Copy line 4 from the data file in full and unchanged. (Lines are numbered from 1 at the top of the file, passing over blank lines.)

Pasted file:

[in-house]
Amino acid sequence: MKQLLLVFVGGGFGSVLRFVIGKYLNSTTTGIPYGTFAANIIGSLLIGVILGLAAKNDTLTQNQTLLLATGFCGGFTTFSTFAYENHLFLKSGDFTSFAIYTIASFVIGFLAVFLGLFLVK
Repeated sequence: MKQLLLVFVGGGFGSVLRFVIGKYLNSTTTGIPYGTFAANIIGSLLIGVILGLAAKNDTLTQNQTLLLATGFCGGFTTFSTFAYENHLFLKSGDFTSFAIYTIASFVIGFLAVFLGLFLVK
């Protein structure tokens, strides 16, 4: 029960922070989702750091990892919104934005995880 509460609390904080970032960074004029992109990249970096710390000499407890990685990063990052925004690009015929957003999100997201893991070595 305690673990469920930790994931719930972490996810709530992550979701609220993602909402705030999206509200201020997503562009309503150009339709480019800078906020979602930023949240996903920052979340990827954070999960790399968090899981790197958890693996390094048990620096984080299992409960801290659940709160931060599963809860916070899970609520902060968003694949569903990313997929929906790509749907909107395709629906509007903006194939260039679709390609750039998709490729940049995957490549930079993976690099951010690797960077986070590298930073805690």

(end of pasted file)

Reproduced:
């Protein structure tokens, strides 16, 4: 029960922070989702750091990892919104934005995880 509460609390904080970032960074004029992109990249970096710390000499407890990685990063990052925004690009015929957003999100997201893991070595 305690673990469920930790994931719930972490996810709530992550979701609220993602909402705030999206509200201020997503562009309503150009339709480019800078906020979602930023949240996903920052979340990827954070999960790399968090899981790197958890693996390094048990620096984080299992409960801290659940709160931060599963809860916070899970609520902060968003694949569903990313997929929906790509749907909107395709629906509007903006194939260039679709390609750039998709490729940049995957490549930079993976690099951010690797960077986070590298930073805690």